We got on our shoes and coats, Mom got her keys, and we went to the car. On the drive to Wendy’s, I spoke to her; that was a rarer event than I would like to admit.
“Mommy,” I said. “Why do you and Daddy fight so much?”
It took her an uncomfortably long time to answer. “We just tend to butt heads sometimes. It’s nothing to worry about. We’re in a rough patch, that’s all. I promise you, it’ll be over soon and we can all move on. Okay, hon?”
I wasn’t sure how I felt about her answer, so I didn’t respond. I only looked out the window back at the Moon. She had just begun her journey, cresting above the trees in the east. She followed me all the way to Wendy’s, and she didn’t mind me staring at her. She went through her hard times too. There were some nights, her New nights, where I couldn’t see her at all, not even a sliver. Those were the bad nights.
She was a New Moon on the night my parents got divorced.
My parents divorced the summer between fifth and sixth grade, and I was told to go with my mom. I didn’t mind it. I wouldn’t have minded going with my dad either. I didn’t care who I went with. We had to move into a smaller home because it was just the two of us. That meant a new neighbourhood, which meant a new school and new people.
On the first day I met a girl. She was friendly. Her name was Luna. I knew that because it was the first thing she told me when I took my seat next to her.
“I’m Luna. What’s your name?”
I told her my name.
“That’s a nice name. What does it mean?”
I was dumbfounded by the question. I didn’t know they had meanings. I thought they were just the word that you attach to a person so they know they’re the ones being spoken to.
“I don’t know what it means. Do you know what yours means?”
Her eyes sparkled at the opportunity to share. “It’s Latin. It means ‘Moon.’”
My heartbeat stuttered. Was “Luna” the Moon’s name? Or was it a human name that meant “moon”? I instinctively looked out the window to ask for her name, but only a bright blue sky looked back.
“That’s a nice name too. It’s good to meet you, Luna.”
When I took a second look at her, she sort of reminded me of the Moon. Her skin was pale, her face was round and freckled, and her smile formed craterous dimples in her cheeks. I knew I had to be friends with this girl.
We had a school dance in the seventh grade. I liked dancing. Not like ballet, where everything is regimented and precise. I liked the kind where you twist and lurch and throw your body because that’s what an indulgence of fun looks like. I spent most of the dance with Luna as she dragged me along to socialize with the rest of her friends. They were good people, but being around four other personalities as ecstatic as Luna left me feeling drained. Luna didn’t mind my slow quietness; she had enough spunk for the both of us.
Then, the part of the night that I most dreaded came along: the slow dance. As soon as I heard the mellow tempo and the first plucks of an acoustic guitar, I was about to turn around and spend the next five minutes fishing punch out of a plastic bowl. Before I could flee to the recesses of the gym, Luna caught me by the shoulder with her shimmery blue nails, the same blue as her halter dress.
“Wanna dance?” She looked at me with those brilliant green eyes, the ones that I couldn’t say no to.
I swallowed a huff and turned back to her. I was a bit taller than her, so she put her hands on my shoulders and I put mine on her waist. We swayed, not quite sure what to do with each other because we were thirteen. She put her head beneath my chin.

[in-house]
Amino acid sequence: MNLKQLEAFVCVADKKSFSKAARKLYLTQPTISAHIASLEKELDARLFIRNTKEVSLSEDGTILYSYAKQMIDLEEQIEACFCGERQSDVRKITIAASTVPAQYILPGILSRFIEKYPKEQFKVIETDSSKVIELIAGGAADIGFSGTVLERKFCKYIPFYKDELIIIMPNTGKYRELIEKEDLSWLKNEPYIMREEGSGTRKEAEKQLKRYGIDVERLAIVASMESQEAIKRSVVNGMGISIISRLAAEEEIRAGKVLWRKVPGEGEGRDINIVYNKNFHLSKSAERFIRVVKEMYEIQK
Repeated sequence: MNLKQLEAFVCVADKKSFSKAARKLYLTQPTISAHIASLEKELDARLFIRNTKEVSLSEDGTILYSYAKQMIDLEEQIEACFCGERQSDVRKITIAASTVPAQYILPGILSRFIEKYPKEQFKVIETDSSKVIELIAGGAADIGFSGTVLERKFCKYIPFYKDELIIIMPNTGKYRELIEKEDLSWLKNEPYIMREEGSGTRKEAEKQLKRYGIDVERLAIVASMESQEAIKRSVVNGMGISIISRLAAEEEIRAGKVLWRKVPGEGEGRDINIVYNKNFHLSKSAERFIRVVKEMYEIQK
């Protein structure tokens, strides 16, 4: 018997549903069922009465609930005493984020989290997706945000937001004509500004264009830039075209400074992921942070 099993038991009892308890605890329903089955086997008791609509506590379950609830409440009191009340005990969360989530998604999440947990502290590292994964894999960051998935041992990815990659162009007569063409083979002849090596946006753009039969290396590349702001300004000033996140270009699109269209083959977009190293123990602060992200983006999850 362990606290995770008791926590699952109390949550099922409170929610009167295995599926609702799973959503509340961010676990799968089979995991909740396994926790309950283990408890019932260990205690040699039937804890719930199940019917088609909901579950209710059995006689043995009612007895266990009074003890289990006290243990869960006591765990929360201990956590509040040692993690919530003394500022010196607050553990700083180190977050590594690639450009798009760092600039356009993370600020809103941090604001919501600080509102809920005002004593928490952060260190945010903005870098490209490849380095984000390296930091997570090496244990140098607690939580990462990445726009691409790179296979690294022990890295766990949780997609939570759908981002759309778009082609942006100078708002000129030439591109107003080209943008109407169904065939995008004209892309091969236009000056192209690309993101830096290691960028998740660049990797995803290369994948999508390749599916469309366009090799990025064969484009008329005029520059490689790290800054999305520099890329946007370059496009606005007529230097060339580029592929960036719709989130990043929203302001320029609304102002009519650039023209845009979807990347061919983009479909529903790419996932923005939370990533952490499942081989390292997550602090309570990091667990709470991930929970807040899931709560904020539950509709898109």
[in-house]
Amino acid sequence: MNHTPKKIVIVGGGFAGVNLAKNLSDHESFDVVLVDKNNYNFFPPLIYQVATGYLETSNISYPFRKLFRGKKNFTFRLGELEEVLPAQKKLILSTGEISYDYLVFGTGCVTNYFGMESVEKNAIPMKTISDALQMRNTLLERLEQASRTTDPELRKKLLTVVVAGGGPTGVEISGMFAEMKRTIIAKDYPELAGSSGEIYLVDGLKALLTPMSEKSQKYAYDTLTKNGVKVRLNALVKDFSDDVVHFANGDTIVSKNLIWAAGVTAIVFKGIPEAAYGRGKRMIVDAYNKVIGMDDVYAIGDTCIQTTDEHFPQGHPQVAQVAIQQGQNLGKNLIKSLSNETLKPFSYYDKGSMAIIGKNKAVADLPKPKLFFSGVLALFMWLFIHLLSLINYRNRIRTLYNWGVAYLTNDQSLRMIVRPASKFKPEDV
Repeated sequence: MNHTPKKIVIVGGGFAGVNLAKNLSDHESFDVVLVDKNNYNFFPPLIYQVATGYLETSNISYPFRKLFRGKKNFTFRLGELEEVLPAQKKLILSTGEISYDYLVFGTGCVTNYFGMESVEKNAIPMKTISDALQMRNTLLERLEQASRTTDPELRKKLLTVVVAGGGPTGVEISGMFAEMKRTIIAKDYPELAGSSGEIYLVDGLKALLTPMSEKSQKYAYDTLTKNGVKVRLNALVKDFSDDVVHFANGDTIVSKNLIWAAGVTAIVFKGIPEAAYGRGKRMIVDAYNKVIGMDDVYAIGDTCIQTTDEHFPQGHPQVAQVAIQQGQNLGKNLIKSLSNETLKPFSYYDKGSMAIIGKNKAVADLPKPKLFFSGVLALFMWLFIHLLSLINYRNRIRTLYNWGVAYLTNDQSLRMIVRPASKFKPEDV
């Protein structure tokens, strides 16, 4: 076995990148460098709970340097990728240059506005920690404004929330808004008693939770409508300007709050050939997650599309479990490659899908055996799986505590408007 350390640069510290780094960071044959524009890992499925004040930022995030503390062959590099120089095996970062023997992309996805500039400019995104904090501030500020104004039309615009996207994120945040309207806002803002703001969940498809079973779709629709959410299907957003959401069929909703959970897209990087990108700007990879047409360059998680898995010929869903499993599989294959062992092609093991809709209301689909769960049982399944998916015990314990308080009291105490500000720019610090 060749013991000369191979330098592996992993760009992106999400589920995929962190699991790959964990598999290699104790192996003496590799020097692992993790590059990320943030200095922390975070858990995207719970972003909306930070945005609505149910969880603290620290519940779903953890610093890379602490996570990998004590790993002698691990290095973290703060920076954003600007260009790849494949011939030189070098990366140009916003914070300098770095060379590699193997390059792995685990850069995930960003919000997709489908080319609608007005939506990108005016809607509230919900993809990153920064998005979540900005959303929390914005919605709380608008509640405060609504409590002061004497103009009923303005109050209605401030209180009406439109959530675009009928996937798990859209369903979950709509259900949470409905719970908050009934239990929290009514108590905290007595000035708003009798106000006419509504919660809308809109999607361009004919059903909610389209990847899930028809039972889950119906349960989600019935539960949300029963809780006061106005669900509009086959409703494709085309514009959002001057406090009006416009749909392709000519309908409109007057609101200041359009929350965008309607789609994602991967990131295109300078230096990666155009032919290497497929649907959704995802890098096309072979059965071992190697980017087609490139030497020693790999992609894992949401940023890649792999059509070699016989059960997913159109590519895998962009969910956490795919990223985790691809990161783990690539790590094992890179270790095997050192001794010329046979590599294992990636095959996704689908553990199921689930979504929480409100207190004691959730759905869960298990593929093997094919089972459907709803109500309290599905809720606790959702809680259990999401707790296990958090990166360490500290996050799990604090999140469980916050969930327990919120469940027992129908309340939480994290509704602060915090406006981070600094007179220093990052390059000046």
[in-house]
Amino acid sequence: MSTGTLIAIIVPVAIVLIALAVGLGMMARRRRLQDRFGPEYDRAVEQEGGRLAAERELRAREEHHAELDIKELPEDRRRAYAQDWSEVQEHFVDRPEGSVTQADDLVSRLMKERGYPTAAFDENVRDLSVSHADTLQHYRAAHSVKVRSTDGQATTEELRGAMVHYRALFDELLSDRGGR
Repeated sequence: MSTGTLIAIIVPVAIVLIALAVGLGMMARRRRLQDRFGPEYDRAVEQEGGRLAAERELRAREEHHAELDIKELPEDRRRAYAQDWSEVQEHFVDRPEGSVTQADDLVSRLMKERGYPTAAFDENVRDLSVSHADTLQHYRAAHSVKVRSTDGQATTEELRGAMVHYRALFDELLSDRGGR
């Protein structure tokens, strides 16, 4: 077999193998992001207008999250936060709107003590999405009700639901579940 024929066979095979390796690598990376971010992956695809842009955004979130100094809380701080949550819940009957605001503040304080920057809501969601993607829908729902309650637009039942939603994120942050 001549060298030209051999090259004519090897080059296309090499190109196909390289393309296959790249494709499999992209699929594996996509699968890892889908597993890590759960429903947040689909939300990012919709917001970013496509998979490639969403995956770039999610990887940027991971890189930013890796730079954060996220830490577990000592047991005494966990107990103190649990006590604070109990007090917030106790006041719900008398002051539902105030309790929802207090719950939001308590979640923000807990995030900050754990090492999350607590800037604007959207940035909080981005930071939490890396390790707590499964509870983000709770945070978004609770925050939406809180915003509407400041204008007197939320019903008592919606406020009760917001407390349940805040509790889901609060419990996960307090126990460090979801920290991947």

The song wasn’t long, only about four minutes. For four minutes, I danced with Luna. For those four minutes, I was looking out the window.
For my fifteenth birthday, I got a telescope from my dad. It was a William Optics model that wasn’t cheap, so it was the only gift I got from him that year. Fortunately, I didn’t want any other gifts. I set it up the moment it arrived and positioned the scope on her, thankful that I didn’t have our old oak obscuring my view. I always wanted to see what she looked like up close.
The divets of her craters added a texture to her that made my fingertips tingle. Splotches of dark upset her paleness and pricks of pure white made glittery markings on her face. I could see the way her shadow crept up her side to conceal the part of herself she wasn’t ready to reveal until her next full cycle. I could feel the pull of her orbital lock on the Earth, two spirits yearning for companionship but held at arm’s length in fear.
I had looked at countless pictures and art pieces, but I was still left unprepared for what I saw when I looked through the tube. It was like I was three again, seeing her for the first time. In a way, I was. I was seeing her, really seeing her, for the first time in 15 years. Somehow, I felt like she finally saw me, too.
Luna and I stayed friends for a long time. We went to the same high school together, had many of the same classes, and always ate lunch in the same corner of the cafeteria. Our main difference was her enthusiasm in clubs and committees while I remained mostly solitary, but it was safe to say that Luna was my best human friend. In tenth grade, our class choices began to drift apart. She liked science and I liked art. Because of that, we met new people, which meant our friend group got bigger and I became acquainted with more girlfriends and boyfriends.
As our cafeteria posse grew in numbers, the conversations began to mature and become more salacious. As I fished a handful of crackers out of a plastic baggie, Luna’s friend Cameron recounted the story of how he met his sporty girlfriend when he coached a kid’s soccer league last summer where she was a rival coach. Across from me, my friend Jaspreet lovingly told the story of how she met her girlfriend Aman during an online match and quickly fell in love, planning to meet her in Delhi when the next summer came. Then, the conversation turned to the single people in the crowd, including Luna and myself. They asked me if I was interested in anybody. I said no. They asked Luna the same question. She also said no. They looked at the both of us. I knew what they were going to say, and I knew I was going to wince when they did, and my instinct was correct. Luna laughed it off and I safely followed her.